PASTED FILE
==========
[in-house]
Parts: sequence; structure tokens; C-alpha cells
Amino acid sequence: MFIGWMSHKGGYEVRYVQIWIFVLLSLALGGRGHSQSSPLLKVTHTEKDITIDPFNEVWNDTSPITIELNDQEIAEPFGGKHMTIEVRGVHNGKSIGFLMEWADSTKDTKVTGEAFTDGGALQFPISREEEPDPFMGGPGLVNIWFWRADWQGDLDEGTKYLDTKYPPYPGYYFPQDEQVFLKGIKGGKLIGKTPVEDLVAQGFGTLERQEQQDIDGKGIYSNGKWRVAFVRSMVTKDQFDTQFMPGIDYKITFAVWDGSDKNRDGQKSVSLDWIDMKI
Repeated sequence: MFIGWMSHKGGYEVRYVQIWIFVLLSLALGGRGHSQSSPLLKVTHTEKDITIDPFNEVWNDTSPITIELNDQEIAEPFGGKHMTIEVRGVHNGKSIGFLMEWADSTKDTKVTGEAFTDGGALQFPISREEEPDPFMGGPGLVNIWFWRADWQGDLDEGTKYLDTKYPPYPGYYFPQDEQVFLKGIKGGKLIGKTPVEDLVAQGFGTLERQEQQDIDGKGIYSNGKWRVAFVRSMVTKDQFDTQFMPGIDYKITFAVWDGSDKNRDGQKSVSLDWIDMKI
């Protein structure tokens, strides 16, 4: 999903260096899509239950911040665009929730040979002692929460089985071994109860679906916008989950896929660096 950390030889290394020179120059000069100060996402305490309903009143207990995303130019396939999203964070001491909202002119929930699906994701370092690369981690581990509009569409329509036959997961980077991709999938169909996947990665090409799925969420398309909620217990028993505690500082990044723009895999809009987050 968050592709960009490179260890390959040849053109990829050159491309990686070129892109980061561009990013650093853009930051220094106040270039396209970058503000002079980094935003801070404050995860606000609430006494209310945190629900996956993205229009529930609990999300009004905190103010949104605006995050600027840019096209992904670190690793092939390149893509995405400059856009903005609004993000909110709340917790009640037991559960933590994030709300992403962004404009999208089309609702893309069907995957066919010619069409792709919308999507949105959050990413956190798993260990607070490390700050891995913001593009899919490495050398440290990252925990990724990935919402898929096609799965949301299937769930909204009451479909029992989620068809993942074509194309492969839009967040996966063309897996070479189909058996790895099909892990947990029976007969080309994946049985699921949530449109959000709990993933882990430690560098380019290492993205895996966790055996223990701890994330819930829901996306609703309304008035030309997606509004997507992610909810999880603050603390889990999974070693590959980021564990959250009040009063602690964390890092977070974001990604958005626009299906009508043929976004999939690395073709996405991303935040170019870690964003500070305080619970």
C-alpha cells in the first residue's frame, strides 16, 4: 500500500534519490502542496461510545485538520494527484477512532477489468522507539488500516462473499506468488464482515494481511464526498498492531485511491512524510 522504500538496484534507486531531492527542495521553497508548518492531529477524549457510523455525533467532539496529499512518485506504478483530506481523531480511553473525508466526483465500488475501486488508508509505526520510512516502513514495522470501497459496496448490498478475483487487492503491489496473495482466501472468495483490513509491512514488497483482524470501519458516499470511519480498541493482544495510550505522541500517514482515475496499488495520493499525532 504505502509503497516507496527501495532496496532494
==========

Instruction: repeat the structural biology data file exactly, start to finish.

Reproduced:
[in-house]
Parts: sequence; structure tokens; C-alpha cells
Amino acid sequence: MFIGWMSHKGGYEVRYVQIWIFVLLSLALGGRGHSQSSPLLKVTHTEKDITIDPFNEVWNDTSPITIELNDQEIAEPFGGKHMTIEVRGVHNGKSIGFLMEWADSTKDTKVTGEAFTDGGALQFPISREEEPDPFMGGPGLVNIWFWRADWQGDLDEGTKYLDTKYPPYPGYYFPQDEQVFLKGIKGGKLIGKTPVEDLVAQGFGTLERQEQQDIDGKGIYSNGKWRVAFVRSMVTKDQFDTQFMPGIDYKITFAVWDGSDKNRDGQKSVSLDWIDMKI
Repeated sequence: MFIGWMSHKGGYEVRYVQIWIFVLLSLALGGRGHSQSSPLLKVTHTEKDITIDPFNEVWNDTSPITIELNDQEIAEPFGGKHMTIEVRGVHNGKSIGFLMEWADSTKDTKVTGEAFTDGGALQFPISREEEPDPFMGGPGLVNIWFWRADWQGDLDEGTKYLDTKYPPYPGYYFPQDEQVFLKGIKGGKLIGKTPVEDLVAQGFGTLERQEQQDIDGKGIYSNGKWRVAFVRSMVTKDQFDTQFMPGIDYKITFAVWDGSDKNRDGQKSVSLDWIDMKI
């Protein structure tokens, strides 16, 4: 999903260096899509239950911040665009929730040979002692929460089985071994109860679906916008989950896929660096 950390030889290394020179120059000069100060996402305490309903009143207990995303130019396939999203964070001491909202002119929930699906994701370092690369981690581990509009569409329509036959997961980077991709999938169909996947990665090409799925969420398309909620217990028993505690500082990044723009895999809009987050 968050592709960009490179260890390959040849053109990829050159491309990686070129892109980061561009990013650093853009930051220094106040270039396209970058503000002079980094935003801070404050995860606000609430006494209310945190629900996956993205229009529930609990999300009004905190103010949104605006995050600027840019096209992904670190690793092939390149893509995405400059856009903005609004993000909110709340917790009640037991559960933590994030709300992403962004404009999208089309609702893309069907995957066919010619069409792709919308999507949105959050990413956190798993260990607070490390700050891995913001593009899919490495050398440290990252925990990724990935919402898929096609799965949301299937769930909204009451479909029992989620068809993942074509194309492969839009967040996966063309897996070479189909058996790895099909892990947990029976007969080309994946049985699921949530449109959000709990993933882990430690560098380019290492993205895996966790055996223990701890994330819930829901996306609703309304008035030309997606509004997507992610909810999880603050603390889990999974070693590959980021564990959250009040009063602690964390890092977070974001990604958005626009299906009508043929976004999939690395073709996405991303935040170019870690964003500070305080619970």
C-alpha cells in the first residue's frame, strides 16, 4: 500500500534519490502542496461510545485538520494527484477512532477489468522507539488500516462473499506468488464482515494481511464526498498492531485511491512524510 522504500538496484534507486531531492527542495521553497508548518492531529477524549457510523455525533467532539496529499512518485506504478483530506481523531480511553473525508466526483465500488475501486488508508509505526520510512516502513514495522470501497459496496448490498478475483487487492503491489496473495482466501472468495483490513509491512514488497483482524470501519458516499470511519480498541493482544495510550505522541500517514482515475496499488495520493499525532 504505502509503497516507496527501495532496496532494